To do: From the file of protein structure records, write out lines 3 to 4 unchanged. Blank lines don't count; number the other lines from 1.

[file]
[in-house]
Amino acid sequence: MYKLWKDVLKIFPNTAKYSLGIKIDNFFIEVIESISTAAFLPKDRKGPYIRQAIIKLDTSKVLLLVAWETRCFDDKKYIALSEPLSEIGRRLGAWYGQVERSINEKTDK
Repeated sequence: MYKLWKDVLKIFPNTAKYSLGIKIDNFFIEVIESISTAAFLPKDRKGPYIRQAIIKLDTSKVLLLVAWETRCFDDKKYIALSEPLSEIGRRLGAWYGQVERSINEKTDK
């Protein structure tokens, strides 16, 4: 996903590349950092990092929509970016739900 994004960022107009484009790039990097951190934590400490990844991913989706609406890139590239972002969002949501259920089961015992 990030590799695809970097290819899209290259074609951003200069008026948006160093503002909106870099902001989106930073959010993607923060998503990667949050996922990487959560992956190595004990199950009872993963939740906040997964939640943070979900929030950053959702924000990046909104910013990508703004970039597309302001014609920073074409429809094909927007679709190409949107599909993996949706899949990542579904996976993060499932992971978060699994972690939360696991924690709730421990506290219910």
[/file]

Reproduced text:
Repeated sequence: MYKLWKDVLKIFPNTAKYSLGIKIDNFFIEVIESISTAAFLPKDRKGPYIRQAIIKLDTSKVLLLVAWETRCFDDKKYIALSEPLSEIGRRLGAWYGQVERSINEKTDK
């Protein structure tokens, strides 16, 4: 996903590349950092990092929509970016739900 994004960022107009484009790039990097951190934590400490990844991913989706609406890139590239972002969002949501259920089961015992 990030590799695809970097290819899209290259074609951003200069008026948006160093503002909106870099902001989106930073959010993607923060998503990667949050996922990487959560992956190595004990199950009872993963939740906040997964939640943070979900929030950053959702924000990046909104910013990508703004970039597309302001014609920073074409429809094909927007679709190409949107599909993996949706899949990542579904996976993060499932992971978060699994972690939360696991924690709730421990506290219910």